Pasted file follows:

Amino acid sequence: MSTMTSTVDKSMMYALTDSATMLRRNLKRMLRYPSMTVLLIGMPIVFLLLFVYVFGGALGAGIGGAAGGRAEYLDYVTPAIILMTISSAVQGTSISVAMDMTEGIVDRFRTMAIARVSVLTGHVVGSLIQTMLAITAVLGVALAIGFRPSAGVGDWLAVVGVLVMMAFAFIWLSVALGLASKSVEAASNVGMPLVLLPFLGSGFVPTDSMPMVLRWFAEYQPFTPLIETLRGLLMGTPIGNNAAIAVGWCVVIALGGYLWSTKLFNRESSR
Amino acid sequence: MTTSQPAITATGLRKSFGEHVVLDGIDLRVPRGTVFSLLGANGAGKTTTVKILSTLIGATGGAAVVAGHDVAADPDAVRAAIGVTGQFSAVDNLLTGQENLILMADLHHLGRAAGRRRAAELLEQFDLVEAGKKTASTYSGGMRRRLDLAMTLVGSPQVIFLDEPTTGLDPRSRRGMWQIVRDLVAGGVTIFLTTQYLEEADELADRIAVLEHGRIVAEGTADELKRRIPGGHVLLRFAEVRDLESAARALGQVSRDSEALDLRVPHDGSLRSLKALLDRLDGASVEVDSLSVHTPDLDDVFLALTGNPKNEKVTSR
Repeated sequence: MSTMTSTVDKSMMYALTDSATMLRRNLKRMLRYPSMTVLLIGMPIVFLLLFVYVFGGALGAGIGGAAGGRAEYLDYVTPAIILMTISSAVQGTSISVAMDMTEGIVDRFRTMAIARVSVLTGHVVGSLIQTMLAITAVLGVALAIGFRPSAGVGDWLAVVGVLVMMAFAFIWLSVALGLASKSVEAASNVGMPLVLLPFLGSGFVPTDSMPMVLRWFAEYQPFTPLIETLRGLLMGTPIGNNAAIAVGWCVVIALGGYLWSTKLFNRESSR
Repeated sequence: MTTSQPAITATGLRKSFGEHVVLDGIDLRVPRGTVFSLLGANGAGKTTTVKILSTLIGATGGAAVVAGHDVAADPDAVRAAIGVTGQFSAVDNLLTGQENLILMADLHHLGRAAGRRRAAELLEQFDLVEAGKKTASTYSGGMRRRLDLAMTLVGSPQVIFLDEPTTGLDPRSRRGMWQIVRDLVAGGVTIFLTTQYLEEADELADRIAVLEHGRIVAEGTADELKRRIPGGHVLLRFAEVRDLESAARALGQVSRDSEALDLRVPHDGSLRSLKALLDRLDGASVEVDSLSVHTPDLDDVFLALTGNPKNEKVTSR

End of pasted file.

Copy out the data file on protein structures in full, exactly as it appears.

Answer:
Amino acid sequence: MSTMTSTVDKSMMYALTDSATMLRRNLKRMLRYPSMTVLLIGMPIVFLLLFVYVFGGALGAGIGGAAGGRAEYLDYVTPAIILMTISSAVQGTSISVAMDMTEGIVDRFRTMAIARVSVLTGHVVGSLIQTMLAITAVLGVALAIGFRPSAGVGDWLAVVGVLVMMAFAFIWLSVALGLASKSVEAASNVGMPLVLLPFLGSGFVPTDSMPMVLRWFAEYQPFTPLIETLRGLLMGTPIGNNAAIAVGWCVVIALGGYLWSTKLFNRESSR
Amino acid sequence: MTTSQPAITATGLRKSFGEHVVLDGIDLRVPRGTVFSLLGANGAGKTTTVKILSTLIGATGGAAVVAGHDVAADPDAVRAAIGVTGQFSAVDNLLTGQENLILMADLHHLGRAAGRRRAAELLEQFDLVEAGKKTASTYSGGMRRRLDLAMTLVGSPQVIFLDEPTTGLDPRSRRGMWQIVRDLVAGGVTIFLTTQYLEEADELADRIAVLEHGRIVAEGTADELKRRIPGGHVLLRFAEVRDLESAARALGQVSRDSEALDLRVPHDGSLRSLKALLDRLDGASVEVDSLSVHTPDLDDVFLALTGNPKNEKVTSR
Repeated sequence: MSTMTSTVDKSMMYALTDSATMLRRNLKRMLRYPSMTVLLIGMPIVFLLLFVYVFGGALGAGIGGAAGGRAEYLDYVTPAIILMTISSAVQGTSISVAMDMTEGIVDRFRTMAIARVSVLTGHVVGSLIQTMLAITAVLGVALAIGFRPSAGVGDWLAVVGVLVMMAFAFIWLSVALGLASKSVEAASNVGMPLVLLPFLGSGFVPTDSMPMVLRWFAEYQPFTPLIETLRGLLMGTPIGNNAAIAVGWCVVIALGGYLWSTKLFNRESSR
Repeated sequence: MTTSQPAITATGLRKSFGEHVVLDGIDLRVPRGTVFSLLGANGAGKTTTVKILSTLIGATGGAAVVAGHDVAADPDAVRAAIGVTGQFSAVDNLLTGQENLILMADLHHLGRAAGRRRAAELLEQFDLVEAGKKTASTYSGGMRRRLDLAMTLVGSPQVIFLDEPTTGLDPRSRRGMWQIVRDLVAGGVTIFLTTQYLEEADELADRIAVLEHGRIVAEGTADELKRRIPGGHVLLRFAEVRDLESAARALGQVSRDSEALDLRVPHDGSLRSLKALLDRLDGASVEVDSLSVHTPDLDDVFLALTGNPKNEKVTSR